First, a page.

As I said none of this is new.

The last Panorama programme, Secrets of the Drug Trials was where all of this first broke.

Someone should have faced criminal charges.

So what do you say Alastair? – is four and a half years a timely response?

I wonder how many children and adolescents died in those four and a half years between October 1998 and May 2003 becuase they took Seroxat/Paxil?

You tell me.


7 Responses to “Glaxo’s spin on hidden Seroxat data scandal and Alastair Benbow’s memory loss between October 1998 and May 2003”


    And are we forgetting Alasdair Breckenridge on BBC TV’s Panorama?

    Shelley Jofre: Might Criminal charges be brought?

    Breckenridge: That is a possibility

    How is it a possibility? Surely he knew the law back then? If he didn’t then what is he doing as Chairman of the MHRA?


  2. truthman30 Says:

    It was never a possibility Fid..
    The UK government and the MHRA have too many vested interests in GSK ..
    They no better than to bite the hand that feeds them..
    GSK killing these kids with Seroxat is merely a “side effect” of the system..
    A system which protects the interests of big business and pharma before the health, well being and lives of the public..
    It just goes to show that human life has no value in a corporate owned regulatory system…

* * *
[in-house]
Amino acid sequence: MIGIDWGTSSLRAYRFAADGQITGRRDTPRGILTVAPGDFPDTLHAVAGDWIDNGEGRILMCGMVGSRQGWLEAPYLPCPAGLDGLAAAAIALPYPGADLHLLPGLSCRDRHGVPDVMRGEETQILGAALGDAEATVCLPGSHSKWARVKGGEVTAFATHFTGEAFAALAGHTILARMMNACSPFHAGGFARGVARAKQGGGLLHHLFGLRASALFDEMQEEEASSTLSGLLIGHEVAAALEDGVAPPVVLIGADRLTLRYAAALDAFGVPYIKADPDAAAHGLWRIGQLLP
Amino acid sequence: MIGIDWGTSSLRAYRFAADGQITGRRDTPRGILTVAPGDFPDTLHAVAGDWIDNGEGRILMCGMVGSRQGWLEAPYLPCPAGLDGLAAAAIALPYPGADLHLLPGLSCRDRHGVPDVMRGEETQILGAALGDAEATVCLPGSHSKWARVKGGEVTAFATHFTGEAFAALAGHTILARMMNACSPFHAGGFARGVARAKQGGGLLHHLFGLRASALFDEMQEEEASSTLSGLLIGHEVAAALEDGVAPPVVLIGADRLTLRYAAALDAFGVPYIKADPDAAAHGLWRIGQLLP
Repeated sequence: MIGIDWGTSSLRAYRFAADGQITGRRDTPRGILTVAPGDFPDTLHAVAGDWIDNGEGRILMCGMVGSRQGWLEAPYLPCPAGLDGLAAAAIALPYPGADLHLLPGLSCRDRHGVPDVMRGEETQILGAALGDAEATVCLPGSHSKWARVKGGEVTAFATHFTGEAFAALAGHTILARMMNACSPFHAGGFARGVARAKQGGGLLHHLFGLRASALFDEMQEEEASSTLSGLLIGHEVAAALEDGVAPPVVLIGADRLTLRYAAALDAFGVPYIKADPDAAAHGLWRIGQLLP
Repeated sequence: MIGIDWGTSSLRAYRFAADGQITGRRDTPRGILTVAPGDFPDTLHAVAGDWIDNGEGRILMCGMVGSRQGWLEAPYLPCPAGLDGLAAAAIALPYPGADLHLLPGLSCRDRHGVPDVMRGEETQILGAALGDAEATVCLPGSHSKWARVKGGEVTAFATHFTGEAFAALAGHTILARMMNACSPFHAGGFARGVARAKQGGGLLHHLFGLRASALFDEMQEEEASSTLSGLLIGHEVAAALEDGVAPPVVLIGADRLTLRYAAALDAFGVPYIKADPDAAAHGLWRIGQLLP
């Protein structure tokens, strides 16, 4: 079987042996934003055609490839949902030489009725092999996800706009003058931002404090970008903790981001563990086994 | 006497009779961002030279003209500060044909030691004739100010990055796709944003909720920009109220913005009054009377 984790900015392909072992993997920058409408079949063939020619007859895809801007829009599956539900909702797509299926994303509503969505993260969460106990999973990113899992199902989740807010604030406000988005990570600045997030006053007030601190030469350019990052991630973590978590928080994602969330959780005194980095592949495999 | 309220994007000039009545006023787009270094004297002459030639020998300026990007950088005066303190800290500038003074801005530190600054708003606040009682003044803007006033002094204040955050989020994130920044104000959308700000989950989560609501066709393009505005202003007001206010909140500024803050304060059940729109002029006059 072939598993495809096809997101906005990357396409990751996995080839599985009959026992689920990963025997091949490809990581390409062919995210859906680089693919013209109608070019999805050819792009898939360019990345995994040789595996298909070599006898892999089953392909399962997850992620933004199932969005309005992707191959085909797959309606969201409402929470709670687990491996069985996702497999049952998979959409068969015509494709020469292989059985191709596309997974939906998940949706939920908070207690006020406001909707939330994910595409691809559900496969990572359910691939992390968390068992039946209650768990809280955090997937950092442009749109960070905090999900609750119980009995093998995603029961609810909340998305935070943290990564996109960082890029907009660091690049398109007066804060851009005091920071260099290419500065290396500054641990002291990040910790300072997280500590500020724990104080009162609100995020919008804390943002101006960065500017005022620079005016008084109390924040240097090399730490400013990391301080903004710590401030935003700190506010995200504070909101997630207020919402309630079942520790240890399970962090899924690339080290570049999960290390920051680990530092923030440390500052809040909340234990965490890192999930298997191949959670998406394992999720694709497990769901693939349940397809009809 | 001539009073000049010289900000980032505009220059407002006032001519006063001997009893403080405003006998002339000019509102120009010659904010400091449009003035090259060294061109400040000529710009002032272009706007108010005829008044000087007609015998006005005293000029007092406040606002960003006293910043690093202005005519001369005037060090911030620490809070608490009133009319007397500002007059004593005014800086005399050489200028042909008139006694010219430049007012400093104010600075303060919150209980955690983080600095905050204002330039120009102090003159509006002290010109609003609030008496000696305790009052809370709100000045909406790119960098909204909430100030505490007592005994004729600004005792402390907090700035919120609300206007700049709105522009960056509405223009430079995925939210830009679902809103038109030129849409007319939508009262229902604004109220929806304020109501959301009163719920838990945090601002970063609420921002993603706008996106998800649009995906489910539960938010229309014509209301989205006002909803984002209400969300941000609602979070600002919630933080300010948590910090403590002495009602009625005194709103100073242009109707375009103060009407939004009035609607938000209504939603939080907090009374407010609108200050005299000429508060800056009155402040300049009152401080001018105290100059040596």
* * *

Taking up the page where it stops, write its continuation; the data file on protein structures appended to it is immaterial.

This turn of events also goes way beyond Seroxat and GSK..
    People in the UK should be aware that their government condones corporate crime…
    The deeper the pocket , the higher above the law a corporation becomes..
    Very disturbing..

  3. Matthew Holford Says:

    It looks like there’s going to be another cover-up. There’s a lot of information out there, now, so the MHRA could never claim that there wasn’t a withholding of data. But it’s done the next best thing: decide that that’s not sufficient to establish culpability. Anything that contradicts that position will be ignored, and nothing will be done to correct the underlying issues that the industry has, in order to ensure that it does not happen again. We will have another Seroxat, probably in the not-too-distant future, and that will be treated as an isolated incident, too – a failure to communicate, requiring more legislation.

    Now we’re going to have some new law, which will probably not address the issue, particularly as, per Pinbenbow’s expectation, the Worshipful Company is likely to be involved in the consultation. Yet another conflict of interest to add to the ever-growing list. Besides which, are you happy with the idea that the MHRA will be policing this new law? I’m not. The MHRA and the industry are not acting in concert in the interests of the public. We are merely the end user of its product.

    We now know that GSK/SKB knew of the risks long before it made them public. That is a fact acknowledged on an official level. We are led to believe that the MHRA knew nothing. I find that utterly incredible. GSK’s admission, in 2003, was hardly the first that the MHRA had heard of suicidality as a side effect. Healey, for one, had been telling them about it for 10 years, by that time.

    The MHRA has failed us, people. And it continues to fail us. That is the simple, inescapable truth. I don’t know what motivated this failure, incompetence or corruption, but I know it failed.


  4. truthman Says:

    What amazes me about this complete abortion of justice and human rights is, if you read through the GSK investors online forum you will see that all they are concerned about is the share price , dead children haven’t even been mentioned..

  5. Lynn Says:

    petition – Divest from GSK!